As we discussed in a recent blog post, the UK is cutting back on its use of cash. Digital payments, predominantly debit and credit cards, are taking over, perhaps not surprisingly considering the relentless pace of technological progress. Consumers need to adjust accordingly- after all, some form of currency has been in circulation for thousands of years. But would the end of cash be positive or negative for society?
- Less crime A cashless society could reduce crime. Digital payments are easy to trace, so they can’t be used as a medium of exchange for illegal transactions like drug deals. They’re also harder to hide, helping governments keep track of how much we owe in taxes. We might even see a fall in petty crime, as there would be less incentive for pickpockets to steal someone’s wallet.
- Lower costs Digital payments also cut operating costs for small businesses. At the moment, they need to keep cash on their premises to complete transactions with customers. However, in a cashless society they wouldn’t have to invest in secure storage facilities.
- International payments International payments would also become easier in a cashless society. Instead of having to buy local currency when you visit a foreign country, you could pay with a debit or credit card or using your mobile device.
- Technical glitches A cashless society would be vulnerable to technical glitches. Any problems with the global payment system could halt trade and cause panic among consumers. If you rely on your mobile to make payments, then you could be stuck if your battery dies. And the increase in cybersecurity threats makes digital money more susceptible to hackers.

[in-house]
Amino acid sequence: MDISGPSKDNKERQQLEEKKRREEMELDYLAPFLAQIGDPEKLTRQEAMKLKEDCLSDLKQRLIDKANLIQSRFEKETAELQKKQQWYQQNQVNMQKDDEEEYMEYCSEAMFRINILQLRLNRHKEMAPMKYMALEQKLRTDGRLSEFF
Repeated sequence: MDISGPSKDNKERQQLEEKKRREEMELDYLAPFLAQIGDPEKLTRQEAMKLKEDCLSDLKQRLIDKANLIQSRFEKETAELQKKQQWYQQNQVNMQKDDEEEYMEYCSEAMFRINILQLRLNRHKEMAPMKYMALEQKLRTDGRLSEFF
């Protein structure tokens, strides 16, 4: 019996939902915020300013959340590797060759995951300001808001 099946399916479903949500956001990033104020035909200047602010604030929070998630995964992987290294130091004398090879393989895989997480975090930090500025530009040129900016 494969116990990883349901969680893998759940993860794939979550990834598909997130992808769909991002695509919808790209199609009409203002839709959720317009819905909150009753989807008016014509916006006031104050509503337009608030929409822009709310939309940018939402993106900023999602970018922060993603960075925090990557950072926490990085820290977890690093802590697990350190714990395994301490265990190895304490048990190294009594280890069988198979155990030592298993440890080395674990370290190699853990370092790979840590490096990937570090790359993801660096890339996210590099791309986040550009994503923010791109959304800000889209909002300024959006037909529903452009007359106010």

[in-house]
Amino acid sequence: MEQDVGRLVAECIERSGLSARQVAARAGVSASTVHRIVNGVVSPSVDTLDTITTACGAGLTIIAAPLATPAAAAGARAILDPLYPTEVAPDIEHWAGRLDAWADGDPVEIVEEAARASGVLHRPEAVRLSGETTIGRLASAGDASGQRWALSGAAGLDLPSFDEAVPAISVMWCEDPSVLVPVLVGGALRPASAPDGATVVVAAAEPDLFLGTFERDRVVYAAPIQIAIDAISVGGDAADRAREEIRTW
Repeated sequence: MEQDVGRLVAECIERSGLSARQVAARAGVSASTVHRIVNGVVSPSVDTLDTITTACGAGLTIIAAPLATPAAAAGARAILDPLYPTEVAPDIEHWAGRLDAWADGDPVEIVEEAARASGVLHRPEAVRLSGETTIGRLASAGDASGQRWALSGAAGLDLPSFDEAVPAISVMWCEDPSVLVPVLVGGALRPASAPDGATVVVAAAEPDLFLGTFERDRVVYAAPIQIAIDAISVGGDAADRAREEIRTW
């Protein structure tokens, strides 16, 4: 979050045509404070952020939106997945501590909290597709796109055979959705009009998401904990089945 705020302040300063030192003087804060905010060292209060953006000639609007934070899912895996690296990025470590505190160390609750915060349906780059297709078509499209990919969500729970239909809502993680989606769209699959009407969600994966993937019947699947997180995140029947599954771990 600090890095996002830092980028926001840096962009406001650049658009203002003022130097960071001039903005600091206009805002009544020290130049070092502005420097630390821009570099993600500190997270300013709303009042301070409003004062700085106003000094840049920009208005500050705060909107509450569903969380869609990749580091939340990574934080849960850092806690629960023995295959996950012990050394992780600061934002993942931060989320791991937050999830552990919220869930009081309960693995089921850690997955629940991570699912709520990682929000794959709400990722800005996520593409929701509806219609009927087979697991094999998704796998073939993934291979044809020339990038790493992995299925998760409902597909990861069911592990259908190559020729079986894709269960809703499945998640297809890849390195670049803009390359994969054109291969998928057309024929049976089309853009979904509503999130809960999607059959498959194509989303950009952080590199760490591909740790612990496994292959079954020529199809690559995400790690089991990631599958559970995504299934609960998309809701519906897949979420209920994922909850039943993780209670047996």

- Getting left behind Certain groups in society risk getting left behind. The older generation isn’t necessarily tech savvy and may not feel comfortable relying on digital platforms to handle their finances, especially day to day payments. Equally, the unbanked would have no way to complete transactions, while those without smartphones would have fewer payment options.
- Fees Every time you pay by card, intermediaries charge a transaction fee. These fees would become unavoidable in a cashless society. On the other hand, most ATMs don’t charge you to withdraw cash, and you don’t pay any fees when you buy something with it. There’s no imminent danger of cash completely disappearing from circulation. However, both governments and consumers need to be aware of the potential pitfalls of a cashless society, as advances in technology mean we’re increasingly relying on digital forms of payment.